Here, there is no Gentile or Jew,
A murmur from the crowd.
No circumcised or uncircumcised,
Another response, this time with clapping.
No barbarian or Scythian,
The responses came in rhythm.
And there is neither slave or free!
At this the crowd shouted and applauded.
Brothers and sisters, we are strangers in a city where white cops shoot black folk. We are aliens in a nation where people have been enslaved to pick cotton in the fields and oppressed to deal crack in the streets.
Rising now. Pulling the crowd into louder response.
This is not where we belong-a! This is not our home-a! We are citizens of a holy kingdom-a! And it is not our job to fix this kingdom-a. It is not for us to manipulate the White House or get out the vote. Oh no! It is our job to point to a better kingdom! It is our job to make this Earthly sojourn as glo-ri-ous as our heavenly home will someday be!
Speaker and audience were shouting over one another now. Racing to a climax that they both seemed to know how to create.
We have work to do, brothers and sisters! Work of kindness and righteousness! Work of justice and mercy. How beautiful on the mountains are the feet! How beautiful on Malcolm X Boulevard are the feet of those who bring good news!
Applause drown out the bishop and Millie went through the door to turn it down.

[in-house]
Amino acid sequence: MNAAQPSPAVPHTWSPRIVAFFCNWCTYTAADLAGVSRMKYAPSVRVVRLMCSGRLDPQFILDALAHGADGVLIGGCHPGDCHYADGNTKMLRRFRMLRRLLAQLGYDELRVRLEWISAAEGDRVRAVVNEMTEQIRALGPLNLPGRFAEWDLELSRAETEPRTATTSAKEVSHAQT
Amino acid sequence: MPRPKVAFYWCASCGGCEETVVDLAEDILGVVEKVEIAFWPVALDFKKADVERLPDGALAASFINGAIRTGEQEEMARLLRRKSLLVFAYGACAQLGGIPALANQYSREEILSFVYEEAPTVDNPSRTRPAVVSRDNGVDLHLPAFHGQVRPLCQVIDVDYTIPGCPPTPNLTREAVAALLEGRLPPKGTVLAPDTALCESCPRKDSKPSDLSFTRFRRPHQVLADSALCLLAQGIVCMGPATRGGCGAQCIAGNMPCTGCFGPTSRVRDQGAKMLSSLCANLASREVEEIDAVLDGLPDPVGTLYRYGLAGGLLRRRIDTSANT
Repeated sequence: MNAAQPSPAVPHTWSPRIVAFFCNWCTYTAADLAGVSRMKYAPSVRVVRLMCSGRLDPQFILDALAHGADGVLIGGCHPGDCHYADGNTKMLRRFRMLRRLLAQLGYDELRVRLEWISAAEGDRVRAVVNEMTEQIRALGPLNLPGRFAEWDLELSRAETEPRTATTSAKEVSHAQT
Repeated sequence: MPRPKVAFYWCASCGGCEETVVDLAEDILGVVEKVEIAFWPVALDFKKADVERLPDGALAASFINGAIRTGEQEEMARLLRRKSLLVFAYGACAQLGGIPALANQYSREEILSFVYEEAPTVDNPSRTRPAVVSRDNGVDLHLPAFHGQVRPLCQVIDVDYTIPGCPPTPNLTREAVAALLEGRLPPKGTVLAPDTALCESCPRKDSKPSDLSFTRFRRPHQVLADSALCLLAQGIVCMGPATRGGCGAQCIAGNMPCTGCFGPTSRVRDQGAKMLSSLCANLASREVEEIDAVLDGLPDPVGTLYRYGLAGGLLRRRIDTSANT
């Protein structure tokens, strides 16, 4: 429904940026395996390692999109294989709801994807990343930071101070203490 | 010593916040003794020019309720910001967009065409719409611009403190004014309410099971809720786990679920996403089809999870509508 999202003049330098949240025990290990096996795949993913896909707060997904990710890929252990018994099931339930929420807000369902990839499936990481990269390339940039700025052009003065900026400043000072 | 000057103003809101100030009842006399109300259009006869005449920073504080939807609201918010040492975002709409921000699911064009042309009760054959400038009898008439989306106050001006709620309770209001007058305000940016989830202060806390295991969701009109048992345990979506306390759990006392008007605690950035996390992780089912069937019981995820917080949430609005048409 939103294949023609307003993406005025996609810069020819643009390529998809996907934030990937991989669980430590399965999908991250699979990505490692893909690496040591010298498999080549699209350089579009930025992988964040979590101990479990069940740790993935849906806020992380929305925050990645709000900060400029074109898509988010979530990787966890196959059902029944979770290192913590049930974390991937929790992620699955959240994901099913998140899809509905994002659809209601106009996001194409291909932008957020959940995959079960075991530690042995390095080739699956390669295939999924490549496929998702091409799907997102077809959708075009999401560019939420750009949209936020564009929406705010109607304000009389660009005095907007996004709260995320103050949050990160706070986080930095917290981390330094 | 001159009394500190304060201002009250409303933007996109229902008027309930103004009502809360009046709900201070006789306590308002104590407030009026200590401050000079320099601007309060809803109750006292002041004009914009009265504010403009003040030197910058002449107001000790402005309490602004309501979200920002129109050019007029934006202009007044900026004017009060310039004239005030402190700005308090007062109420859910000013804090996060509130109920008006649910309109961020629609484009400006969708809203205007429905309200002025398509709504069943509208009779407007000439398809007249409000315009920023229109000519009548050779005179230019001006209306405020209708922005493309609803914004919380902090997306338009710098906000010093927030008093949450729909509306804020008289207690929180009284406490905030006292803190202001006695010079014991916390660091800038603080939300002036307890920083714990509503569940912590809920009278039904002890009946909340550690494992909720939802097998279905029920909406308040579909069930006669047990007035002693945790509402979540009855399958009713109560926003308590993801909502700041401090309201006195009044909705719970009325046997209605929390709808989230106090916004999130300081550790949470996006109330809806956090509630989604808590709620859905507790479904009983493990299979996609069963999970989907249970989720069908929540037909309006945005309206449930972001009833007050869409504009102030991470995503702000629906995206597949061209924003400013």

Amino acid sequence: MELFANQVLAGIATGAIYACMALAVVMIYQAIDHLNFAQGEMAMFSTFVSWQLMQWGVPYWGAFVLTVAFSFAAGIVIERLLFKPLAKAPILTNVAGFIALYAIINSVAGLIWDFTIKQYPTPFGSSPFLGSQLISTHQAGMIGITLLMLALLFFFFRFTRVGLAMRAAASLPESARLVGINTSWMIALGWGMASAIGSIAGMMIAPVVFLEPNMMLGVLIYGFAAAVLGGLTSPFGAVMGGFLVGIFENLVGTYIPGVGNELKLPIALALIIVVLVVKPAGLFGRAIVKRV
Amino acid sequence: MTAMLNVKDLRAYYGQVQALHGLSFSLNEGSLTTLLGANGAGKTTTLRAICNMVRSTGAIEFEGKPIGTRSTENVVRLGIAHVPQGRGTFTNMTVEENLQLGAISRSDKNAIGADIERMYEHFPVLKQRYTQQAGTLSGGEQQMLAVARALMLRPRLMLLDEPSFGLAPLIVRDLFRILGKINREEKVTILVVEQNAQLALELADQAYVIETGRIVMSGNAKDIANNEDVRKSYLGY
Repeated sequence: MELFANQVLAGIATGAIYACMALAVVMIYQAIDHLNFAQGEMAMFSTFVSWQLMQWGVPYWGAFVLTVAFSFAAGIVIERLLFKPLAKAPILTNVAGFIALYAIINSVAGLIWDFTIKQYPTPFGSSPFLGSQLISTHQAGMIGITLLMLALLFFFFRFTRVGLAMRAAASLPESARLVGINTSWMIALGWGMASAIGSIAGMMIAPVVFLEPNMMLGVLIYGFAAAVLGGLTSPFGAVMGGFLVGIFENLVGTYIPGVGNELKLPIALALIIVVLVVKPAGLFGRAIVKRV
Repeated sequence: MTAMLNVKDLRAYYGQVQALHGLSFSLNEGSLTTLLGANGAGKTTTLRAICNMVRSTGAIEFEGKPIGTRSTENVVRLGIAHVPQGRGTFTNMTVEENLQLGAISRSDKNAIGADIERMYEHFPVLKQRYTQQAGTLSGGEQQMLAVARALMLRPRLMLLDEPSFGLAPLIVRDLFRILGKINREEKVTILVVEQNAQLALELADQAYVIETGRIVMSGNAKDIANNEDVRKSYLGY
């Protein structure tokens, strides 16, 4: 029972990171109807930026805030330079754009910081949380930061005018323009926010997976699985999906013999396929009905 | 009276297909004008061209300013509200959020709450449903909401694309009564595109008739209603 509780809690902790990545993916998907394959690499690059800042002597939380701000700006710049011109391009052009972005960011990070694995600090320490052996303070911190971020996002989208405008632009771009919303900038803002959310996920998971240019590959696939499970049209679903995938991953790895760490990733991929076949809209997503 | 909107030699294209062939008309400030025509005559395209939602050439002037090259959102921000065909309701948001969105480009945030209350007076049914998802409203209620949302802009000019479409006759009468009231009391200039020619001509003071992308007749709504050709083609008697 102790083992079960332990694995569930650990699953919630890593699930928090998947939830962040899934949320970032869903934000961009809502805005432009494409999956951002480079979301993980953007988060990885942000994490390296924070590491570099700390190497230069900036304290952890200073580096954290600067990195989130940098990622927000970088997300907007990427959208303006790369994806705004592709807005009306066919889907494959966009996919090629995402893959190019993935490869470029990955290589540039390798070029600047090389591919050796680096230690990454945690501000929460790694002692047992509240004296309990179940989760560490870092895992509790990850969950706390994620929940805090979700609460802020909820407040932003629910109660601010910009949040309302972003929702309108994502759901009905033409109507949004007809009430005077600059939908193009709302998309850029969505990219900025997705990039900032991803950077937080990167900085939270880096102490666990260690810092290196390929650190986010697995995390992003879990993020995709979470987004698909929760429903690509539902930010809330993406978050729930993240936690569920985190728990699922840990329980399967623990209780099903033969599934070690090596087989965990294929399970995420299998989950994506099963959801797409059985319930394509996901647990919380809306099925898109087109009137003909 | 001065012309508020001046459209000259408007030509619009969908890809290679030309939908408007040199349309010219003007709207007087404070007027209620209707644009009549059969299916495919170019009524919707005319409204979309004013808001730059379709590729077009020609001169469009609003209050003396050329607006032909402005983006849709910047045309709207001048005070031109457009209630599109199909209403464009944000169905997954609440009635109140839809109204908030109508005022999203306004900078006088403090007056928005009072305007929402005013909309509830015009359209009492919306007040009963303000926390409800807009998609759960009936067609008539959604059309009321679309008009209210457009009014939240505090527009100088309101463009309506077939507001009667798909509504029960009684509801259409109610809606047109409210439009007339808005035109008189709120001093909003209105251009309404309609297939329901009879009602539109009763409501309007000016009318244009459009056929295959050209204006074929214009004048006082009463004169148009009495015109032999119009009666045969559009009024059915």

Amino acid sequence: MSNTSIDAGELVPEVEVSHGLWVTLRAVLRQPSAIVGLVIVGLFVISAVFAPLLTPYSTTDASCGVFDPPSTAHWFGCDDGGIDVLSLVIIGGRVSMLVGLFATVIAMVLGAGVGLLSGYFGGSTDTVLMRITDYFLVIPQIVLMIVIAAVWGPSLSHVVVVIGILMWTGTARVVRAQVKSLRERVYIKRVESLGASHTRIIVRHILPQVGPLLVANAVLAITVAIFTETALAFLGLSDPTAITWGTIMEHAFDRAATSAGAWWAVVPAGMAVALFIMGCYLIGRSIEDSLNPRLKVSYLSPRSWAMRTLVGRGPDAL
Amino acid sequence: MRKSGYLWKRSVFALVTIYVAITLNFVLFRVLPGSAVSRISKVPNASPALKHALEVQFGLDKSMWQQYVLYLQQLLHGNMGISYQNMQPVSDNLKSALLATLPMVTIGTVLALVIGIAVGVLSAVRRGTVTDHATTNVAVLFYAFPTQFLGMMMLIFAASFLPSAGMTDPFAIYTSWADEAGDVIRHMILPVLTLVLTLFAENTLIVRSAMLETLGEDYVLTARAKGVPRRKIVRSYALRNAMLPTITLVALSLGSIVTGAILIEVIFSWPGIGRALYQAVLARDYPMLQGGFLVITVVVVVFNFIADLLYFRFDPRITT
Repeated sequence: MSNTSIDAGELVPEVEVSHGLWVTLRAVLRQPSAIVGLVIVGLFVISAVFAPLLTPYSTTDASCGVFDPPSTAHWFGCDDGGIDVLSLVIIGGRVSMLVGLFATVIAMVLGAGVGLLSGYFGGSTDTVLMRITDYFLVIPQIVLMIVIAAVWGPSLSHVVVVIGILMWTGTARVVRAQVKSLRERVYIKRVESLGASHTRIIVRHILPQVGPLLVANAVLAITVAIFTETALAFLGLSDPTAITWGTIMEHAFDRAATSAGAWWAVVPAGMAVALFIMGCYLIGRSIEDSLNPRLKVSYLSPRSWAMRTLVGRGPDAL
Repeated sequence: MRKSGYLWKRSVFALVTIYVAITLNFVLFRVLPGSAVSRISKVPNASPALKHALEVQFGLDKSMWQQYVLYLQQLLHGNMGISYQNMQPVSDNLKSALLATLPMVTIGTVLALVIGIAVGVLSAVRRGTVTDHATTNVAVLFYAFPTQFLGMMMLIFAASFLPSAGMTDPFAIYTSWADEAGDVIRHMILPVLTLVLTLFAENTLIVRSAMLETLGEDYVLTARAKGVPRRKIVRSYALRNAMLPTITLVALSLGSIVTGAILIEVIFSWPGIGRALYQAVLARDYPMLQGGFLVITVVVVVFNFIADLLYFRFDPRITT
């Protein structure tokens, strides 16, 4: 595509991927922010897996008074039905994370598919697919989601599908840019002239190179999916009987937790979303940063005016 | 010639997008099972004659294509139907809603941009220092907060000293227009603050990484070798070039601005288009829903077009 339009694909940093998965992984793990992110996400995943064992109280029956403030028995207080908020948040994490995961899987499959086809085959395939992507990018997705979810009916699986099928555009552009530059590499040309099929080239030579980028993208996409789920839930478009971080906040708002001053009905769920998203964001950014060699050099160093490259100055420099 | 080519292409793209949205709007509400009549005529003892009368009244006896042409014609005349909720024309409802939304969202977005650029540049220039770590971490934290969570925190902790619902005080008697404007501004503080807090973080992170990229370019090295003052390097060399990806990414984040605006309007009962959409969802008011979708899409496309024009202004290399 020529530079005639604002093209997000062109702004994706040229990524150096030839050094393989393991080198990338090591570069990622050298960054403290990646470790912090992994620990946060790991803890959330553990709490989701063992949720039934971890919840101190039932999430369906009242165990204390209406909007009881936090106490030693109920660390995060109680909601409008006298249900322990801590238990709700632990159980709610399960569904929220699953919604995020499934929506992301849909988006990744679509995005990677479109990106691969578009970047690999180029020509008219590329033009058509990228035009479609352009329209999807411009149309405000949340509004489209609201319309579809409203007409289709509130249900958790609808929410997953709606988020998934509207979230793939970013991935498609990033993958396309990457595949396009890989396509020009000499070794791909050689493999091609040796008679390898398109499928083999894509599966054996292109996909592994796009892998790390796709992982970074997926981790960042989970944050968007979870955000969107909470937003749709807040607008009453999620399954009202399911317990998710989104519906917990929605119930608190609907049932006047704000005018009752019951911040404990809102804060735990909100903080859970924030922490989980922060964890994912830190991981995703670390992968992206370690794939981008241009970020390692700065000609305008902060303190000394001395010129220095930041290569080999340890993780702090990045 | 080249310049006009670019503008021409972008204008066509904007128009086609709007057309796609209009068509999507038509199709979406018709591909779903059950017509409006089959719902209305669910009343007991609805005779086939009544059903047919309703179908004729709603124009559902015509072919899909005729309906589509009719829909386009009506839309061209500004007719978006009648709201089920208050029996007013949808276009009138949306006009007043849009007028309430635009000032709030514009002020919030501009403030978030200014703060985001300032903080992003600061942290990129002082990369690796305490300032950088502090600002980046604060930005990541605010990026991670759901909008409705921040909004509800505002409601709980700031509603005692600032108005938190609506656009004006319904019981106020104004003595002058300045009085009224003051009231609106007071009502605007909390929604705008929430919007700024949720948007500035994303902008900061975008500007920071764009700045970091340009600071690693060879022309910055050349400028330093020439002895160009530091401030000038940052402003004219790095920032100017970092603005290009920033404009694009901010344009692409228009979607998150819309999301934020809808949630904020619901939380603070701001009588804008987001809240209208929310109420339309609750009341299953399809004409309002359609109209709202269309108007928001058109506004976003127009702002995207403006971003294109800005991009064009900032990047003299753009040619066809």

When she returned, she looked nervous. “The rest is music and such.”
"Thanks for letting me listen."
“He’s a good preacher, officer. And a good man. He don’t want no mo’ trouble for black folk. He ain’t fomentin’."
Prosco smiled and handed her another empty red plastic cup. “No, Millie. I know he isn’t."
Officers Lennahan, Snow, and Peltier were already in the briefing room when Prosco arrived ten minutes early for his shift. Peltier was playing sudoku in front of a styrofoam cup. The others were thumbing a stack of day reports.
“You boys can’t get enough of this place, huh?” Prosco joked. “Thinking about moving in?"
All three faces looked at him. None smiled. Peltier went back to sudoku and Snow responded evenly. “You haven’t talked to anybody today, have you?”
Prosco lost his grin and shook his head.
“Miller died this morning. Complications from the surgery. I guess we just wanted to be around today."
Peltier burped and took a drink out of the styrofoam cup. He had an enormous pockmarked nose and jowls that seemed weighted down by decades of carrying heavy. Prosco thought he looked like an older version of Snow, or a bulldog: stocky, short-haired, and growling.
“I’m hoping to talk to the sergeant before briefing,” Lennahan said, with his finger marking a place in the stack of reports. “I used to patrol Malcolm X. We need a new policy on Juke City."
“Yeah, like bomb the shit out of it,” Peltier said without looking up from his puzzle.
“Shut it down. There’s got to be some way to put it out of business. Code violations or something. Tear the building down."
“No, I meant bomb the shit out of with those fuckers inside. Code violations won’t do anything but move the party somewhere else."
“Maybe we should put Sanders on it,” Snow said.
“Come on. That’s not funny,” Lennahan said.
“Might work. Maybe he knows the handshake."
“No, we need Sanders around to stand behind the chief at the press conferences,” Peltier said. “You know. For appearances."